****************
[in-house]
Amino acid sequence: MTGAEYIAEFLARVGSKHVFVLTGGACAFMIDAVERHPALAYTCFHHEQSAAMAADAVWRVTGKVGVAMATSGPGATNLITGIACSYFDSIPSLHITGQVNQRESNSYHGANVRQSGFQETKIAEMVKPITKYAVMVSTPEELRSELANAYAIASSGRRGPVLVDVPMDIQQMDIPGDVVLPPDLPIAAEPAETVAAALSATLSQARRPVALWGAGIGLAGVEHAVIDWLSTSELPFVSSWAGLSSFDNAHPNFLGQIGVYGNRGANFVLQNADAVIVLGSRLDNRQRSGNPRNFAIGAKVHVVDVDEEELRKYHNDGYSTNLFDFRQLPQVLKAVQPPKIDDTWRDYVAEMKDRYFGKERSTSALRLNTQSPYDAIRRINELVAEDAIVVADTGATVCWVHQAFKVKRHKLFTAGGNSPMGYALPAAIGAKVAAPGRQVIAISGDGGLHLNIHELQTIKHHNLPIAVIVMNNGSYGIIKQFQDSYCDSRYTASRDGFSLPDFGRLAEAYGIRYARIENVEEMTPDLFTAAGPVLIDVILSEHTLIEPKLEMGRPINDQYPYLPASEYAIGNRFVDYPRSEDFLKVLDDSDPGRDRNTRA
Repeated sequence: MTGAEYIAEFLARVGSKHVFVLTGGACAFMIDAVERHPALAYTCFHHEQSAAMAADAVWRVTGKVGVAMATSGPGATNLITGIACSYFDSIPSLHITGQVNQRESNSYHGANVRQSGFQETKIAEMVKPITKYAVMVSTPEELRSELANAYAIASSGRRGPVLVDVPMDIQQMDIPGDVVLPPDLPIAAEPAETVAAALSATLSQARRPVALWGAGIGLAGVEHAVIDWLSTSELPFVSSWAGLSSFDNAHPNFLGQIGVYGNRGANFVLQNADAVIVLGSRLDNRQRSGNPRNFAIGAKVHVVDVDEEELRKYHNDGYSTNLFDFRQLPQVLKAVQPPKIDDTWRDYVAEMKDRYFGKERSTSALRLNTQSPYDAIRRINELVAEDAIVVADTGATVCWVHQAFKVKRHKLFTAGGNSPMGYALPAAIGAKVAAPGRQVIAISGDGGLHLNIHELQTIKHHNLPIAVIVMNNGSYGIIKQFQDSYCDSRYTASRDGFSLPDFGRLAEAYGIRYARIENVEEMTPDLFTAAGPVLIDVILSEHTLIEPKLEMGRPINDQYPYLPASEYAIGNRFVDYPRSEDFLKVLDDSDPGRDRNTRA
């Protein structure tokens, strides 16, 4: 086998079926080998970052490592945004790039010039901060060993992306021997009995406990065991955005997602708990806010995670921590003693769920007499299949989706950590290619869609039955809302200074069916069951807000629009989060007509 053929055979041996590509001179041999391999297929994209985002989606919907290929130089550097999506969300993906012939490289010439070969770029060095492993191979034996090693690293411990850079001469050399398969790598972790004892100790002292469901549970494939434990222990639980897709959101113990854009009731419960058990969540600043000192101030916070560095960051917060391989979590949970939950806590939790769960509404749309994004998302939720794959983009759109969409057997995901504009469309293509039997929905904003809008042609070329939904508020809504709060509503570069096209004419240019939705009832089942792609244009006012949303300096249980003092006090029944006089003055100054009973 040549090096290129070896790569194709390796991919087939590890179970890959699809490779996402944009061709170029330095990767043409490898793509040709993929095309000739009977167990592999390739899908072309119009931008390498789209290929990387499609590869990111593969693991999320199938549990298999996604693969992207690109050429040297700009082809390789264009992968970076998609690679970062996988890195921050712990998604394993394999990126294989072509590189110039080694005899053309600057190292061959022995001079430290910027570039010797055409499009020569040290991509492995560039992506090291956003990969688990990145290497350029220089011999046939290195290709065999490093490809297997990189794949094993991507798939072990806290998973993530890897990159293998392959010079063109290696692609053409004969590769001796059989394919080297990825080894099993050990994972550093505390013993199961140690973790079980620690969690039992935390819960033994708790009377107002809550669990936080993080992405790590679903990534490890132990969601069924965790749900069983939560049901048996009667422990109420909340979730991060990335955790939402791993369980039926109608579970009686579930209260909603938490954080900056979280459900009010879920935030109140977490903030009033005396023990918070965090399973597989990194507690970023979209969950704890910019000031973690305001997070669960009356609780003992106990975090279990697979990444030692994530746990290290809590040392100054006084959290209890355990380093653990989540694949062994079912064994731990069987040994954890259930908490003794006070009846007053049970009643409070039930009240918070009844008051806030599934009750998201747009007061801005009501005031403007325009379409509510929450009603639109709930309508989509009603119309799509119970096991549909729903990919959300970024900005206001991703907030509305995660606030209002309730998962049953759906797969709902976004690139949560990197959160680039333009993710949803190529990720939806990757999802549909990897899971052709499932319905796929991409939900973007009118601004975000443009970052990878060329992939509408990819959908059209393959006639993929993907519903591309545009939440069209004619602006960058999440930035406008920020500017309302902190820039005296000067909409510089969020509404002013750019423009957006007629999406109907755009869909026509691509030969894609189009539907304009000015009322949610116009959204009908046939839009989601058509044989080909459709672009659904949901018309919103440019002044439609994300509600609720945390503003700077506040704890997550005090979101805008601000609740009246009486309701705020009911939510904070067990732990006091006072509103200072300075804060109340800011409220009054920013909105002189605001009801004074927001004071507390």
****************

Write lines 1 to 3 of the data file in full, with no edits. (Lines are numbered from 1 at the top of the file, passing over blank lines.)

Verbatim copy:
[in-house]
Amino acid sequence: MTGAEYIAEFLARVGSKHVFVLTGGACAFMIDAVERHPALAYTCFHHEQSAAMAADAVWRVTGKVGVAMATSGPGATNLITGIACSYFDSIPSLHITGQVNQRESNSYHGANVRQSGFQETKIAEMVKPITKYAVMVSTPEELRSELANAYAIASSGRRGPVLVDVPMDIQQMDIPGDVVLPPDLPIAAEPAETVAAALSATLSQARRPVALWGAGIGLAGVEHAVIDWLSTSELPFVSSWAGLSSFDNAHPNFLGQIGVYGNRGANFVLQNADAVIVLGSRLDNRQRSGNPRNFAIGAKVHVVDVDEEELRKYHNDGYSTNLFDFRQLPQVLKAVQPPKIDDTWRDYVAEMKDRYFGKERSTSALRLNTQSPYDAIRRINELVAEDAIVVADTGATVCWVHQAFKVKRHKLFTAGGNSPMGYALPAAIGAKVAAPGRQVIAISGDGGLHLNIHELQTIKHHNLPIAVIVMNNGSYGIIKQFQDSYCDSRYTASRDGFSLPDFGRLAEAYGIRYARIENVEEMTPDLFTAAGPVLIDVILSEHTLIEPKLEMGRPINDQYPYLPASEYAIGNRFVDYPRSEDFLKVLDDSDPGRDRNTRA
Repeated sequence: MTGAEYIAEFLARVGSKHVFVLTGGACAFMIDAVERHPALAYTCFHHEQSAAMAADAVWRVTGKVGVAMATSGPGATNLITGIACSYFDSIPSLHITGQVNQRESNSYHGANVRQSGFQETKIAEMVKPITKYAVMVSTPEELRSELANAYAIASSGRRGPVLVDVPMDIQQMDIPGDVVLPPDLPIAAEPAETVAAALSATLSQARRPVALWGAGIGLAGVEHAVIDWLSTSELPFVSSWAGLSSFDNAHPNFLGQIGVYGNRGANFVLQNADAVIVLGSRLDNRQRSGNPRNFAIGAKVHVVDVDEEELRKYHNDGYSTNLFDFRQLPQVLKAVQPPKIDDTWRDYVAEMKDRYFGKERSTSALRLNTQSPYDAIRRINELVAEDAIVVADTGATVCWVHQAFKVKRHKLFTAGGNSPMGYALPAAIGAKVAAPGRQVIAISGDGGLHLNIHELQTIKHHNLPIAVIVMNNGSYGIIKQFQDSYCDSRYTASRDGFSLPDFGRLAEAYGIRYARIENVEEMTPDLFTAAGPVLIDVILSEHTLIEPKLEMGRPINDQYPYLPASEYAIGNRFVDYPRSEDFLKVLDDSDPGRDRNTRA